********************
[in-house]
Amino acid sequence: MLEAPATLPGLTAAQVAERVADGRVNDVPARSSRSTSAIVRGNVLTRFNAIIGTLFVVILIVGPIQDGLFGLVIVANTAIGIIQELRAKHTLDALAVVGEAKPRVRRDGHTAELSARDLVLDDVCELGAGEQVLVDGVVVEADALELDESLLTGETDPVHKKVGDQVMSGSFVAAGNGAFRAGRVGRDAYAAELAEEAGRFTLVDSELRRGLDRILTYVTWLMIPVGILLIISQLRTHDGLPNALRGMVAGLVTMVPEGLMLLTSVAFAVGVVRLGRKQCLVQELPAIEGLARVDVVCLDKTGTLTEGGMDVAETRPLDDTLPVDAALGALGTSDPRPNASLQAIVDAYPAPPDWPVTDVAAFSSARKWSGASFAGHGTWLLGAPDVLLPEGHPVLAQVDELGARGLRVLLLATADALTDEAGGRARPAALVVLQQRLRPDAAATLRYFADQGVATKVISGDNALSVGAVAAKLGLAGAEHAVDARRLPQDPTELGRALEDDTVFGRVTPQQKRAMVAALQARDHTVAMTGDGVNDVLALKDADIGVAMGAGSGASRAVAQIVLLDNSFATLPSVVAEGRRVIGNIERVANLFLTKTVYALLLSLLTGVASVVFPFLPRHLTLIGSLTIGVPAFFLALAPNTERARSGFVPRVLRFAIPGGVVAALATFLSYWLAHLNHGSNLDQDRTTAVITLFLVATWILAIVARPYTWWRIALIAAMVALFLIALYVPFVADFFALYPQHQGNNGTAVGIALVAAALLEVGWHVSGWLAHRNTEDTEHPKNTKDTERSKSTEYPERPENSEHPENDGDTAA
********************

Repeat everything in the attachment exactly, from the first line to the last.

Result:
[in-house]
Amino acid sequence: MLEAPATLPGLTAAQVAERVADGRVNDVPARSSRSTSAIVRGNVLTRFNAIIGTLFVVILIVGPIQDGLFGLVIVANTAIGIIQELRAKHTLDALAVVGEAKPRVRRDGHTAELSARDLVLDDVCELGAGEQVLVDGVVVEADALELDESLLTGETDPVHKKVGDQVMSGSFVAAGNGAFRAGRVGRDAYAAELAEEAGRFTLVDSELRRGLDRILTYVTWLMIPVGILLIISQLRTHDGLPNALRGMVAGLVTMVPEGLMLLTSVAFAVGVVRLGRKQCLVQELPAIEGLARVDVVCLDKTGTLTEGGMDVAETRPLDDTLPVDAALGALGTSDPRPNASLQAIVDAYPAPPDWPVTDVAAFSSARKWSGASFAGHGTWLLGAPDVLLPEGHPVLAQVDELGARGLRVLLLATADALTDEAGGRARPAALVVLQQRLRPDAAATLRYFADQGVATKVISGDNALSVGAVAAKLGLAGAEHAVDARRLPQDPTELGRALEDDTVFGRVTPQQKRAMVAALQARDHTVAMTGDGVNDVLALKDADIGVAMGAGSGASRAVAQIVLLDNSFATLPSVVAEGRRVIGNIERVANLFLTKTVYALLLSLLTGVASVVFPFLPRHLTLIGSLTIGVPAFFLALAPNTERARSGFVPRVLRFAIPGGVVAALATFLSYWLAHLNHGSNLDQDRTTAVITLFLVATWILAIVARPYTWWRIALIAAMVALFLIALYVPFVADFFALYPQHQGNNGTAVGIALVAAALLEVGWHVSGWLAHRNTEDTEHPKNTKDTERSKSTEYPERPENSEHPENDGDTAA